Last week, British Rowing’s Olympic campaign came to an end. After Team GB topped the sport’s medal table in the previous two Olympiads, with a combined total of seven gold medals, Tokyo was seen by many as a dismal flop: we finished 14th, winning one silver and one bronze.
Rowing received £24.6m from UK Sport to compete in the Tokyo Games, more than any other sport. On the same day that Britain’s rowers completed their efforts, Bethany Shriever won gold in the women’s BMX race. Shriever crowdfunded the £50,000 she needed to compete in Tokyo, having received nothing from UK Sport.
The financial disparity highlights rowing’s long association with the elite. Most British people know it as the sport of Oxford and Cambridge universities, thanks to the yearly boat race, and while athletes such as Helen Glover picked up the sport through talent-identification schemes, for many others it is only made accessible by a privileged upbringing. The premier junior races in the UK are still dominated by private schools.
There are clearly questions to be asked about the equality of access to different sports and the funding they receive. But the criticism of British Rowing ignores some important points. Firstly, the medals table makes the team appear much less successful than it really was. The rowing squad managed fourth place an agonising six times; many boats were fractions of a second away from the podium. While medals are clearly the goal, it is striking that such small margins also mean the difference between praise and derision.
In many cases the journey the athlete has taken to get to the Games is at least as compelling as their final result. New Zealand rower Emma Twigg, an outspoken supporter of LGBTQ+ athletes, took gold in the women’s single scull after 20 years of rowing – Tokyo is Twigg’s fourth Olympics, but the first in which she has won a medal. And in Team GB, Helen Glover became the first mother to row for Britain in the Olympics when she returned to the sport after a four-year break.
But the disappointing results also highlight the sacrifices that are sometimes made in pursuit of medals. While some have put the depleted medal count down to the departure of the famed coach Jürgen Gröbler in August 2020 (although the squad was under his management for the majority of the Olympic cycle), others within the team celebrated Gröbler’s absence. One member of the men’s eight, Joshua Bugajski, said in a post-race interview that his former coach “destroyed the souls” of some athletes with his training programme of attrition. Andy Anson, the chief executive of the British Olympic Committee, also acknowledged that sports such as rowing have a “hardcore culture” and that change would take time.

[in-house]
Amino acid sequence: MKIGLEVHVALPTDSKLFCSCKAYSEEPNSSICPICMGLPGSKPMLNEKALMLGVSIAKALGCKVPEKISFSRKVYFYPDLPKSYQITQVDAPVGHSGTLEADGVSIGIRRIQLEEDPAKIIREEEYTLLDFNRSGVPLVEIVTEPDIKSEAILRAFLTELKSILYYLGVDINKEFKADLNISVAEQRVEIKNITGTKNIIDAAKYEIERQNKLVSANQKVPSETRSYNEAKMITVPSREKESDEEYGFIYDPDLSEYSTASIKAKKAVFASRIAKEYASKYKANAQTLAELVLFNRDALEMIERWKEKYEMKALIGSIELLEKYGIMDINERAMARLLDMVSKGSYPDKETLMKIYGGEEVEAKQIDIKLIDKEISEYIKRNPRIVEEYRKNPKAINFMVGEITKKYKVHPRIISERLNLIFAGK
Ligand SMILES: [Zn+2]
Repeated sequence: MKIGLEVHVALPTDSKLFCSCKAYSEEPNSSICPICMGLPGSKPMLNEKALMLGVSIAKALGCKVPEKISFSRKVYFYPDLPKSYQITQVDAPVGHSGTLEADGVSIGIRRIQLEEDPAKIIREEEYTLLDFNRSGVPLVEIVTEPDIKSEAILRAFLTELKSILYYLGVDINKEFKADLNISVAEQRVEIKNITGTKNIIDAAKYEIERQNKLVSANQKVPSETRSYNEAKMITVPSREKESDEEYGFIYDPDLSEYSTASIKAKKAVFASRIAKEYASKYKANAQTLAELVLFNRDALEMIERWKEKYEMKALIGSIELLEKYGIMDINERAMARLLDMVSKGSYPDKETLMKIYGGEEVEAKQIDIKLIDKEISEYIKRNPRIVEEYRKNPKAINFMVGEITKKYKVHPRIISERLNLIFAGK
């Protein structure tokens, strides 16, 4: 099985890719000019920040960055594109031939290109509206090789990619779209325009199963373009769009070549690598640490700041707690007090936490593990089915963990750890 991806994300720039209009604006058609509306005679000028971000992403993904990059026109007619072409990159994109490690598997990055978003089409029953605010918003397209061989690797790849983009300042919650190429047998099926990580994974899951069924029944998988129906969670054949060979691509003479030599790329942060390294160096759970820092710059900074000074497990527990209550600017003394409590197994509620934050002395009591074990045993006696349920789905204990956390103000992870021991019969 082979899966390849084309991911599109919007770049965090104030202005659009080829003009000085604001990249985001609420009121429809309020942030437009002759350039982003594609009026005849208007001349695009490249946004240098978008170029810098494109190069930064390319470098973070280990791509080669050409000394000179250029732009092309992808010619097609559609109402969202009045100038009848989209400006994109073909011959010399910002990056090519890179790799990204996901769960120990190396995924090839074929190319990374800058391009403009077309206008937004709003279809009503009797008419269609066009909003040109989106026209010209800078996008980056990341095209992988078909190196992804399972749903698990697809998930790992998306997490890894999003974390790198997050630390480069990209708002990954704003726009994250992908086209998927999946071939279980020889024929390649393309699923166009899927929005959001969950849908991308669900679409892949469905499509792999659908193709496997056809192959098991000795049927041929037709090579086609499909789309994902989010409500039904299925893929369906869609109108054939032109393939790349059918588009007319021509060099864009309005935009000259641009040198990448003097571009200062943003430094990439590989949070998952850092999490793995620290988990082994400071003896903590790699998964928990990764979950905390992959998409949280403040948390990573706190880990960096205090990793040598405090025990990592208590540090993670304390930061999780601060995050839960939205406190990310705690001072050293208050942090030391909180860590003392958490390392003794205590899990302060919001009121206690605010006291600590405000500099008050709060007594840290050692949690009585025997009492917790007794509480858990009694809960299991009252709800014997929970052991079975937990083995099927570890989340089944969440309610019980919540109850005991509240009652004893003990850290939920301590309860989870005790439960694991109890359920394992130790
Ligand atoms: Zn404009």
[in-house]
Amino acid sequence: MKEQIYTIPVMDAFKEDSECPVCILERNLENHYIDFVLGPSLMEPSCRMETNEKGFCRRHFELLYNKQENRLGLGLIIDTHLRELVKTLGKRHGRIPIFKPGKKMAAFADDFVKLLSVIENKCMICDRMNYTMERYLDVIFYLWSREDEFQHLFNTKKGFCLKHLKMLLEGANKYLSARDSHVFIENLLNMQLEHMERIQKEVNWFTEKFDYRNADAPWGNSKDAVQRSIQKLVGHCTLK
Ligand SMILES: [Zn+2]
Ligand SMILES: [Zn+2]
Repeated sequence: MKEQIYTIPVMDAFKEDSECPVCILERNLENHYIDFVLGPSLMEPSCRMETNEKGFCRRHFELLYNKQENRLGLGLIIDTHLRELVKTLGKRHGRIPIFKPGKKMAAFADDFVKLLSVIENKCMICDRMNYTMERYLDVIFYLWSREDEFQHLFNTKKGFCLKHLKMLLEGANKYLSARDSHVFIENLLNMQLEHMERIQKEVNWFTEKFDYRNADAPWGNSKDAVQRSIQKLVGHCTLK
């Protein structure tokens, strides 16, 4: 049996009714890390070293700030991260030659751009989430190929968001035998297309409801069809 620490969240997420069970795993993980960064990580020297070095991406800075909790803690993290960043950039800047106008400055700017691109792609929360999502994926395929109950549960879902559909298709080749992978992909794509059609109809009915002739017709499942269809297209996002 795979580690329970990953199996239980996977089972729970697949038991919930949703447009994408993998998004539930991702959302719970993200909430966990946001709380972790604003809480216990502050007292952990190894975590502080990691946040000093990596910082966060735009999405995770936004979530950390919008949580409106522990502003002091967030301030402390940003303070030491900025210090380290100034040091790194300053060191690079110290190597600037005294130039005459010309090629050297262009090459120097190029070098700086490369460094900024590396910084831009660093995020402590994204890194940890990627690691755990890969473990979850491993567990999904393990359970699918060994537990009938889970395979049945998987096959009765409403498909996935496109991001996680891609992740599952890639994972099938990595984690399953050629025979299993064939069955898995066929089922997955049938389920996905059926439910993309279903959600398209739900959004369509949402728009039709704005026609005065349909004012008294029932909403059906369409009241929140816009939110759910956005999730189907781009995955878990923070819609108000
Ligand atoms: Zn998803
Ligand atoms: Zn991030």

British Cycling and British Gymnastics have faced claims of bullying in recent years, and athletes such as Simone Biles and Michael Phelps have spoken publicly about the mental health problems that are common among athletes. Scientists advising the International Olympic Committee put the incidence of anxiety and depression among elite athletes at 45 per cent.
The idea that it is only the medals that matter belittles the achievement of those who just miss out on silverware, and perpetuates the expectation that performance must go hand-in-hand with self-destruction. Athletes are being taught that welfare and success are mutually exclusive.
Competition is integral to the Olympics, but its magic is found in moments when we see respect, unity and a genuine passion for sport: qualities which are under threat if we continue to judge athletes in a twisted manner. Whether they win gold, finish in fourth, or drop out to help their mental health, all we can do is laud their efforts and respect their decisions.